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ICYMI: Rubio Joins Fox News Sunday

U.S. Senator Marco Rubio (R-FL) joined Fox News Sunday with Shannon Bream to discuss the illegal migration crisis and Ukraine. Watch the full interview on YouTube and Rumble. On how to resolve the border crisis: “The realistic path forward, if we want to end this...

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Next Week: Rubio Staff Hosts Mobile Office Hours

U.S. Senator Marco Rubio’s (R-FL) office will host in-person and virtual Mobile Office Hours next week to assist constituents with federal casework issues in their respective local communities. These office hours offer constituents who do not live close to one of...

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ICYMI: Rubio Urges Biden Admin to Pay More Attention to Rising Chinese Influence in LATAM

Mar 30, 2022 | Press Releases

Rubio urges more attention to China’s rise in Latin America
Joshua Goodman
March 30, 2022
Associated Press
 
…The Florida Republican, as the ranking member of the foreign relations subcommittee for Latin America, will co-chair a hearing Thursday with U.S. officials and experts to discuss China’s deal making and diplomacy in the region.
 
In an interview, Rubio said that he is concerned U.S. officials and resources rightly focused on the standoff with Vladimir Putin in Ukraine will be distracted from the threat posted by Beijing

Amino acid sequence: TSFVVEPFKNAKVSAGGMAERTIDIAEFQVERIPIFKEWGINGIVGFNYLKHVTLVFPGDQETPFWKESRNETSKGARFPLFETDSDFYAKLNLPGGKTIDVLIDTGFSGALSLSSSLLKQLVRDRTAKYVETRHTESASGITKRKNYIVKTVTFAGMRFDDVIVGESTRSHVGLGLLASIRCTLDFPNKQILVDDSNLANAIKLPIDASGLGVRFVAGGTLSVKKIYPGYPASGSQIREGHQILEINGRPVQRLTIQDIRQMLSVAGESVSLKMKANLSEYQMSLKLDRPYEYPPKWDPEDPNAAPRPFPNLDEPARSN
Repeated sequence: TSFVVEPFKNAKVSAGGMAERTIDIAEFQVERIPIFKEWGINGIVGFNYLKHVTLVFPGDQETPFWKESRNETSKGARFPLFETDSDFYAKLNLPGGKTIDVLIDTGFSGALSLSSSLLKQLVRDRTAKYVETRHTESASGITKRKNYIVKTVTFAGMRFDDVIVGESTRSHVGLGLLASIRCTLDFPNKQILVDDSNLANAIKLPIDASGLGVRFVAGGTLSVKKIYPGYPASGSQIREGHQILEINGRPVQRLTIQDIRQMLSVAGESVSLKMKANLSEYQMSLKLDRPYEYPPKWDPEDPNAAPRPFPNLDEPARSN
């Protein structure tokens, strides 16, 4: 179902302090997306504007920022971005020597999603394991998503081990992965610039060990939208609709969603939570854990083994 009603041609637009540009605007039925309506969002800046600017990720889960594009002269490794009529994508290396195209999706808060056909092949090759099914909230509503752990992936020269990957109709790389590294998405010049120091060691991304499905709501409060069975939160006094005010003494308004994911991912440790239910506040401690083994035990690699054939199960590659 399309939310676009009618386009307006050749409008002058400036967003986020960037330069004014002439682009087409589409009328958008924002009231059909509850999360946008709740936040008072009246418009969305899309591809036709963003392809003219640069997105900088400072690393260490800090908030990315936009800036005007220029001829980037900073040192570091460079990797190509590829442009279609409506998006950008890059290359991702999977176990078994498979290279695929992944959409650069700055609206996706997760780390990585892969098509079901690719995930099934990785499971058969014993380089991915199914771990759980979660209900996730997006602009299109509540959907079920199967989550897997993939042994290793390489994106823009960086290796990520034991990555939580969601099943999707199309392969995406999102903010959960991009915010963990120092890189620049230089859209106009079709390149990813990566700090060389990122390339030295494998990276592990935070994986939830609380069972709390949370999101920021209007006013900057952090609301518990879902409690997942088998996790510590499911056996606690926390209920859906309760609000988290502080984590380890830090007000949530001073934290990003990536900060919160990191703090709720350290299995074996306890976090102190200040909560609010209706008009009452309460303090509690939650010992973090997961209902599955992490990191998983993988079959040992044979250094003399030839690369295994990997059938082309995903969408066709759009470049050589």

“Russia is an acute problem and it’s a present-day challenge,” said Rubio. “But it’s a five-year or 10-year problem. China is a 100-year problem, both in the region and internationally.”
 
 In the immediate aftermath of Putin’s invasion of Ukraine, senior officials in Moscow warned Russia could deploy troops or military assets to Cuba and Venezuela if the U.S. and NATO insist on meddling on Russia’s doorstep.
 
Rubio said the [Russian] threats were mostly bluster… he said the real strategic threat is posed by China, whose influence successive U.S. administrations have been unable to stem. 
 

 
The Trump administration tried to warn governments in the region that they would make themselves vulnerable to hacking and national security threats if they built out their telecommunications systems by purchasing subsidized products sold by China’s Huawei… However, those concerns have so far mostly failed to deter cash-strapped governments.
 
“It’s tough to compete,” admitted Rubio, who is often consulted about U.S. policy by conservative leaders in the region. “It’s what they can afford, frankly, and then they (Chinese officials) finance it for you. So you have a legitimate need and there’s only one company in the world that seems to fit the bill in terms of cost effectiveness.”
 
He said the U.S. should do more to encourage adoption of what’s known as Open RAN technology, a cheaper, cloud-based alternative to Huawei’s 5G technology.
 
“Hopefully we’ll be able to offer that as an alternative. But once this stuff is installed in a country’s infrastructure grid, it is hard to yank it out,” he said.
 
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